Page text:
The US has a vested interested in the furtherance of the talks and does not want to see the Palestinian Authority explore other avenues, such as the campaign for statehood at the UN or a referral of Israel to the ICC. The US is not generally amenable to Council outcomes on Israel/Palestine.
While significant energy has been diverted to the Syrian crisis recently, Council members are cognisant of the need to continue to keep a close eye on the peace process.
The Palestinians have voiced frustration over both the structure and substance of the current talks. While they have committed to following the course of US-brokered negotiations for reaching a final status agreement, it remains to be seen what they will do if no progress has been made at the end of the nine-month timeline. At that time, the Palestinian Authority may choose to pursue other avenues at the UN or the ICC.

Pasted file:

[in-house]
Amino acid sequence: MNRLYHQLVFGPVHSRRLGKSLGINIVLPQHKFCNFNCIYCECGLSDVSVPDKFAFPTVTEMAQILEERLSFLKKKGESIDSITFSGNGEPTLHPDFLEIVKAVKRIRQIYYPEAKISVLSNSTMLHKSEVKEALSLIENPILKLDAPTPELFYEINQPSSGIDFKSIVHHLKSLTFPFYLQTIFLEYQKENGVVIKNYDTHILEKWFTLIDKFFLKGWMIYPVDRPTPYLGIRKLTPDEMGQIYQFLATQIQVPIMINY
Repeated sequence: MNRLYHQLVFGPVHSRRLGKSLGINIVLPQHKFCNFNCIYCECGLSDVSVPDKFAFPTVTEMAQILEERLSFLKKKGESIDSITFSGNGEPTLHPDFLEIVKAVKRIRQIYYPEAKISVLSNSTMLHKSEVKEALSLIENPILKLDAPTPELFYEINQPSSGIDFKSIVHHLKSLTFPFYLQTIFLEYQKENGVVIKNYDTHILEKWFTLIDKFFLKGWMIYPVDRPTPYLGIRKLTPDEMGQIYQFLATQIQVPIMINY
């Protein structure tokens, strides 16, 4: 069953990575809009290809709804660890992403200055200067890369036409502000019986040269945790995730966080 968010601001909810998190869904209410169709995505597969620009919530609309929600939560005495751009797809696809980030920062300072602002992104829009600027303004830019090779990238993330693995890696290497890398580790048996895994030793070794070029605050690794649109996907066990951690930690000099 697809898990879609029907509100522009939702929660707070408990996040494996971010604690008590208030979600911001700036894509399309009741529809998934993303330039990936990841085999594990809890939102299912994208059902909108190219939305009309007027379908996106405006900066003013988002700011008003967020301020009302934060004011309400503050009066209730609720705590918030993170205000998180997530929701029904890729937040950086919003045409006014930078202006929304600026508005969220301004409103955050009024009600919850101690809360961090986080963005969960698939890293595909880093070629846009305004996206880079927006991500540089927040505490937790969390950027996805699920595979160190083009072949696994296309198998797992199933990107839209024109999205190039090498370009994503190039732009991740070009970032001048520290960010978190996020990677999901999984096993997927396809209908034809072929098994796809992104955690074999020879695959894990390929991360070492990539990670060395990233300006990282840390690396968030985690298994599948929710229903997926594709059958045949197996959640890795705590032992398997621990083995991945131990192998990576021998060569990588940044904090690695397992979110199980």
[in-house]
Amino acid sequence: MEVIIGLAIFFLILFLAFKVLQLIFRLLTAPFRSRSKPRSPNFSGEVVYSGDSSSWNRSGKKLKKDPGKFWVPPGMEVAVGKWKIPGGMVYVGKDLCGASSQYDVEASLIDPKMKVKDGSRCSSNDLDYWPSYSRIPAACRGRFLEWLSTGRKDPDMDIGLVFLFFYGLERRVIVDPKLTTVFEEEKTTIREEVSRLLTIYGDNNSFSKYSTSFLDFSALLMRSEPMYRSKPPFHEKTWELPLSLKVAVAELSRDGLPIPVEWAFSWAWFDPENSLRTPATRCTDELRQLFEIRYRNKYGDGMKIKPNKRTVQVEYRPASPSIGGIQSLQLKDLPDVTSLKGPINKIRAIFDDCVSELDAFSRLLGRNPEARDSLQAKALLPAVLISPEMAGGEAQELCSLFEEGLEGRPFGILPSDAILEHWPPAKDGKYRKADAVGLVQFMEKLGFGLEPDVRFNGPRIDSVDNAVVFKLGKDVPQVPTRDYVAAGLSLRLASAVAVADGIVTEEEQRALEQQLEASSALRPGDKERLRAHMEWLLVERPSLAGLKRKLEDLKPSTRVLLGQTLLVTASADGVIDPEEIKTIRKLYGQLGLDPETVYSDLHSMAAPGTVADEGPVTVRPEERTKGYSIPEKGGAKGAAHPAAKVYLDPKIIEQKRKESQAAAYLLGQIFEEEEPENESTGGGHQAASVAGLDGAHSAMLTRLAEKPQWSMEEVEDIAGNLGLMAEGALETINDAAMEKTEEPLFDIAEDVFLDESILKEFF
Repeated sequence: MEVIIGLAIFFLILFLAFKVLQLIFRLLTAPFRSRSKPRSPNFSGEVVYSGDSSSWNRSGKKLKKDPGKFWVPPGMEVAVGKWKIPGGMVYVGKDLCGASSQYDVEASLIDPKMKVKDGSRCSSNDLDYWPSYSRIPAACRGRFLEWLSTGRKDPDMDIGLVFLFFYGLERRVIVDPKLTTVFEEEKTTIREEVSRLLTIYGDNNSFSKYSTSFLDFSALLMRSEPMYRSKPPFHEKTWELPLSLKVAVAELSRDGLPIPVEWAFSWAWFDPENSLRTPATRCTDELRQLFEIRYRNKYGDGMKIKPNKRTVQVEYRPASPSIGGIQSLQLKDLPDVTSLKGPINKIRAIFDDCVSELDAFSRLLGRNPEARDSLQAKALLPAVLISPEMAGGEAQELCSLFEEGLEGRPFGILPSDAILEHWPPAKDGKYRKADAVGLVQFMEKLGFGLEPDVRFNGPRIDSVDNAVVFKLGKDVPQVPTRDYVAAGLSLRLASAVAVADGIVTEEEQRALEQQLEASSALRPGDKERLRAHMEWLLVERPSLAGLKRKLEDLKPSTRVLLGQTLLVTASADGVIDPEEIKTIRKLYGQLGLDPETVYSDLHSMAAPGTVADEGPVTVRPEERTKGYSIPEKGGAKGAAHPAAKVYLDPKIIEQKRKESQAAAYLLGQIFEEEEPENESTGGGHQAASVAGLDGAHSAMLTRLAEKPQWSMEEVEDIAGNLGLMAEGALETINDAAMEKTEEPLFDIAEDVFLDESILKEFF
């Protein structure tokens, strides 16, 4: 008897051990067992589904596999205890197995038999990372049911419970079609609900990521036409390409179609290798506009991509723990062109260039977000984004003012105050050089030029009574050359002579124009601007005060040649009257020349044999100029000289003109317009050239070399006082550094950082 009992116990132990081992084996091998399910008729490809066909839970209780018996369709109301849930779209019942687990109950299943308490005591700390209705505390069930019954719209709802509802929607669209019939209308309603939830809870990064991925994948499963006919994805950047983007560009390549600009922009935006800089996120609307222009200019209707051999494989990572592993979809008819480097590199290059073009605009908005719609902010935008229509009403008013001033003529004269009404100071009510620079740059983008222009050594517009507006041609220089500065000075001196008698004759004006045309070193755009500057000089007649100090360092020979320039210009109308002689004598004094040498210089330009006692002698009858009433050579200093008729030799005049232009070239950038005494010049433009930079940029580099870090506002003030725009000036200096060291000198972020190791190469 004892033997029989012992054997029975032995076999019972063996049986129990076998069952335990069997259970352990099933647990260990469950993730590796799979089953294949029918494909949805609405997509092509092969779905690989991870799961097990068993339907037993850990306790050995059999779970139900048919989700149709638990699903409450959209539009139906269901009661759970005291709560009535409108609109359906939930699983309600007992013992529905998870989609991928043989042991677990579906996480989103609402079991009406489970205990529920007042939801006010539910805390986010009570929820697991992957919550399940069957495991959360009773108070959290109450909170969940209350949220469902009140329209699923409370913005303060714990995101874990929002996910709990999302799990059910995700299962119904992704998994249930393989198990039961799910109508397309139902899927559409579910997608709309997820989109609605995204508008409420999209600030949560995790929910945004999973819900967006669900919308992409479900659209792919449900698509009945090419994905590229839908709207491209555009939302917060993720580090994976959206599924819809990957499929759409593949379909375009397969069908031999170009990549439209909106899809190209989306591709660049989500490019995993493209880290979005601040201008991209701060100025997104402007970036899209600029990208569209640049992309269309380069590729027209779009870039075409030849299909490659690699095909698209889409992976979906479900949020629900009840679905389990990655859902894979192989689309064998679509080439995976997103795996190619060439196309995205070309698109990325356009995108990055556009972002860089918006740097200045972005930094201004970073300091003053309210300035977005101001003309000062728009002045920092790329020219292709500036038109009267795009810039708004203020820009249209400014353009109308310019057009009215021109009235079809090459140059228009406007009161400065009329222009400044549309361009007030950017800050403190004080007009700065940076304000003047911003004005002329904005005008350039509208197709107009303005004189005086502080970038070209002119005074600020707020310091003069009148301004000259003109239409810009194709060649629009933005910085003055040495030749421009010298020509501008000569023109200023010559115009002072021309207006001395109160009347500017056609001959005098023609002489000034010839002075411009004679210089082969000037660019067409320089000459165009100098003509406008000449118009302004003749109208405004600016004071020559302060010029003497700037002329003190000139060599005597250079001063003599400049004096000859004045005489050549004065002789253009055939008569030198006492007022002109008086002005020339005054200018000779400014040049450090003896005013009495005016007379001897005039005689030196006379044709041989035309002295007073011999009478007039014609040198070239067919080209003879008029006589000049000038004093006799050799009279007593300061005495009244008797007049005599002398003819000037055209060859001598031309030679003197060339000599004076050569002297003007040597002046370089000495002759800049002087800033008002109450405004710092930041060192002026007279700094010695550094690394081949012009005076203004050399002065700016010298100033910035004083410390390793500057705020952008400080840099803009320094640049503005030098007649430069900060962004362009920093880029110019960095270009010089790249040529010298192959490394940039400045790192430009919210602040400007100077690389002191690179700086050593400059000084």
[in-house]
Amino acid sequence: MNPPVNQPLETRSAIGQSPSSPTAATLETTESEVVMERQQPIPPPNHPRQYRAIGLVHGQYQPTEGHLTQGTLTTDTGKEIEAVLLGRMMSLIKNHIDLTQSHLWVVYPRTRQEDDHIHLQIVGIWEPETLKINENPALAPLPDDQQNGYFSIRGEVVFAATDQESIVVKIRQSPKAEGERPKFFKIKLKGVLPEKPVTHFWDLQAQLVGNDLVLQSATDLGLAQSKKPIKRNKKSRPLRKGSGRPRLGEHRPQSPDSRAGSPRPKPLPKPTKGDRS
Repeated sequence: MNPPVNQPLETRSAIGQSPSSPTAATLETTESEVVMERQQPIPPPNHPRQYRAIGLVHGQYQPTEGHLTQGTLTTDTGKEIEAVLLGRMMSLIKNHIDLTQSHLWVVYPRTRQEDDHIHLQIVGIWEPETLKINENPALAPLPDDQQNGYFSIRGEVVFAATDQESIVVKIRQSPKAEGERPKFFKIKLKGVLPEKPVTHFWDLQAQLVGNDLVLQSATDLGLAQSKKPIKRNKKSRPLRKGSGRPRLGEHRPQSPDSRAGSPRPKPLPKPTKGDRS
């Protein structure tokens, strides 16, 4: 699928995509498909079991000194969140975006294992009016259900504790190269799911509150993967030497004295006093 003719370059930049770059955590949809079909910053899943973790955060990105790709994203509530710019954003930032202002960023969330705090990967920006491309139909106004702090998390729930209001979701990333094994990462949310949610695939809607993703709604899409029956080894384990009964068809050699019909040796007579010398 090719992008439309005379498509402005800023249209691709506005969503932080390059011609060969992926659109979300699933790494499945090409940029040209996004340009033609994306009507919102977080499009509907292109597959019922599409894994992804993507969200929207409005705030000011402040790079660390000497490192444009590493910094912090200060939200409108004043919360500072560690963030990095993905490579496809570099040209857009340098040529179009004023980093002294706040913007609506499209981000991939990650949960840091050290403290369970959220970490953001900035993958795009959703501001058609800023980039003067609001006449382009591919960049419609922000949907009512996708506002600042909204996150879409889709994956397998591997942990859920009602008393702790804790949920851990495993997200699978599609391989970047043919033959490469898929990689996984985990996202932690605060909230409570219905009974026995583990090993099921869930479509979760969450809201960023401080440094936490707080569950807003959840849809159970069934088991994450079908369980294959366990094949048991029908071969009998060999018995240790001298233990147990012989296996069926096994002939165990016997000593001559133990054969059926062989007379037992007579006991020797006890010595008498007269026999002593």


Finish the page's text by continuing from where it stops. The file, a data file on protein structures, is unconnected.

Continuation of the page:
The US is the lead on Israel/Palestine in the Council.
UN Documents on Israel/Palestine
|Security Council Resolutions|
|16 December 2008 S/RES/1850||This resolution declared Council support for the Annapolis peace process and its commitment to the irreversibility of bilateral negotiations.|
|19 November 2003 S/RES/1515||This resolution stated the necessity for a two state solution and unanimously endorsed the Quartet’s Road Map.|
|Security Council Meeting Records|
|17 September 2013 S/PV.7032||The Council was briefed on the Middle East by UN Special Coordinator for the Middle East Peace Process, Robert Serry.|
|20 August 2013 S/PV.7020||The Council held a briefing and consultations on the situation in the Middle East.|